OBJECTIVES: Primary objectives • To assess the time from randomisation until an improvement within 84 days defined as two points on a seven point ordinal scale or live discharge from the hospital in high-risk patients (group 1 to group 4) with SARS-CoV-2 infection requiring hospital admission by infusion of plasma from subjects after convalescence of SARS-CoV-2 infection or standard of care. Secondary objectives • To assess overall survival, and the overall survival rate at 28 56 and 84 days. • To assess SARS-CoV-2 viral clearance and load as well as antibody titres. • To assess the percentage of patients that required mechanical ventilation. • To assess time from randomisation until discharge. TRIAL DESIGN: Randomised, open-label, multicenter phase II trial, designed to assess the clinical outcome of SARS-CoV-2 disease in high-risk patients (group 1 to group 4) following treatment with anti-SARS-CoV-2 convalescent plasma or standard of care. PARTICIPANTS: High-risk patients >18 years of age hospitalized with SARS-CoV-2 infection in 10-15 university medical centres will be included. High-risk is defined as SARS-CoV-2 positive infection with Oxygen saturation at ≤ 94% at ambient air with additional risk features as categorised in 4 groups: • Group 1, pre-existing or concurrent hematological malignancy and/or active cancer therapy (incl. chemotherapy, radiotherapy, surgery) within the last 24 months or less. • Group 2, chronic immunosuppression not meeting the criteria of group 1. • Group 3, age ≥ 50 - 75 years meeting neither the criteria of group 1 nor group 2 and at least one of these criteria: Lymphopenia < 0.8 x G/l and/or D-dimer > 1µg/mL. • Group 4, age ≥ 75 years meeting neither the criteria of group 1 nor group 2. Observation time for all patients is expected to be at least 3 months after entry into the study. Patients receive convalescent plasma for two days (day 1 and day 2) or standard of care. For patients in the standard arm, cross over is allowed from day 10 in case of not improving or worsening clinical condition. Nose/throat swabs for determination of viral load are collected at day 0 and day 1 (before first CP administration) and subsequently at day 2, 3, 5, 7, 10, 14, 28 or until discharge. Serum for SARS-Cov-2 diagnostic is collected at baseline and subsequently at day 3, 7, 14 and once during the follow-up period (between day 35 and day 84). There is a regular follow-up of 3 months. All discharged patients are followed by regular phone calls. All visits, time points and study assessments are summarized in the Trial Schedule (see full protocol Table 1). All participating trial sites will be supplied with study specific visit worksheets that list all assessments and procedures to be completed at each visit. All findings including clinical and laboratory data are documented by the investigator or an authorized member of the study team in the patient's medical record and in the electronic case report forms (eCRFs). INTERVENTION AND COMPARATOR: This trial will analyze the effects of convalescent plasma from recovered subjects with SARS-CoV-2 antibodies in high-risk patients with SARS-CoV-2 infection. Patients at high risk for a poor outcome due to underlying disease, age or condition as listed above are eligible for enrollment. In addition, eligible patients have a confirmed SARS-CoV-2 infection and O2 saturation ≤ 94% while breathing ambient air. Patients are randomised to receive (experimental arm) or not receive (standard arm) convalescent plasma in two bags (238 - 337 ml plasma each) from different donors (day 1, day 2). A cross over from the standard arm into the experimental arm is possible after day 10 in case of not improving or worsening clinical condition. MAIN OUTCOMES: Primary endpoints: The main purpose of the study is to assess the time from randomisation until an improvement within 84 days defined as two points on a seven-point ordinal scale or live discharge from the hospital in high-risk patients (group 1 to group 4) with SARS-CoV-2 infection requiring hospital admission by infusion of plasma from subjects after convalescence of a SARS-CoV-2 infection or standard of care. Secondary endpoints: • Overall survival, defined as the time from randomisation until death from any cause 28-day, 56-day and 84-day overall survival rates. • SARS-CoV-2 viral clearance and load as well as antibody titres. • Requirement mechanical ventilation at any time during hospital stay (yes/no). • Time until discharge from randomisation. • Viral load, changes in antibody titers and cytokine profiles are analysed in an exploratory manner using paired non-parametric tests (before - after treatment). RANDOMISATION: Upon confirmation of eligibility (patients must meet all inclusion criteria and must not meet exclusion criteria described in section 5.3 and 5.4 of the full protocol), the clinical site must contact a centralized internet randomization system ( https://randomizer.at/ ). Patients are randomized using block randomisation to one of the two arms, experimental arm or standard arm, in a 1:1 ratio considering a stratification according to the 4 risk groups (see Participants). BLINDING (MASKING): The study is open-label, no blinding will be performed. NUMBERS TO BE RANDOMISED (SAMPLE SIZE): A total number of 174 patients is required for the entire trial, n=87 per group. TRIAL STATUS: Protocol version 1.2 dated 09/07/2020. A recruitment period of approximately 9 months and an overall study duration of approximately 12 months is anticipated. Recruitment of patients starts in the third quarter of 2020. The study duration of an individual patient is planned to be 3 months. After finishing all study-relevant procedures, therapy, and follow-up period, the patient is followed in terms of routine care and treated if necessary. Total trial duration: 18 months Duration of the clinical phase: 12 months First patient first visit (FPFV): 3rd Quarter 2020 Last patient first visit (LPFV): 2nd Quarter 2021 Last patient last visit (LPLV): 3rd Quarter 2021 Trial Report completed: 4th Quarter 2021 TRIAL REGISTRATION: EudraCT Number: 2020-001632-10, https://www.clinicaltrialsregister.eu/ctr-search/trial/2020-001632-10/DE , registered on 04/04/2020. FULL PROTOCOL: The full protocol is attached as an additional file, accessible from the Trials website (Additional file 1). In the interest in expediting dissemination of this material, the familiar formatting has been eliminated; this Letter serves as a summary of the key elements of the full protocol. The study protocol has been reported in accordance with the Standard Protocol Items: Recommendations for Clinical Interventional Trials (SPIRIT) guidelines (Additional file 2). The eCRF is attached (Additional file 3).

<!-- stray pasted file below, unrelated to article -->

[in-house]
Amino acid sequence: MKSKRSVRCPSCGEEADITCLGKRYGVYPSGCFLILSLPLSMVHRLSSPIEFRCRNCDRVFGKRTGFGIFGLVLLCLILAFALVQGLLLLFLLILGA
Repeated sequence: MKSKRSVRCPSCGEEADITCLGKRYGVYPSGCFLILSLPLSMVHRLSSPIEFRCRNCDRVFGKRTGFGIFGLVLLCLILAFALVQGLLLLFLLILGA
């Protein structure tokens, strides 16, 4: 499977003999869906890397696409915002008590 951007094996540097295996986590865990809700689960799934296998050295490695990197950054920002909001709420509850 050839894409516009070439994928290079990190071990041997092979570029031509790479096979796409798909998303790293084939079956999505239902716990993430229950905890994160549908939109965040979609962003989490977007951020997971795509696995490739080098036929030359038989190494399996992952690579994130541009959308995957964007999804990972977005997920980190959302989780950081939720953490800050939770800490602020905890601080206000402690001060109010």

Assuntos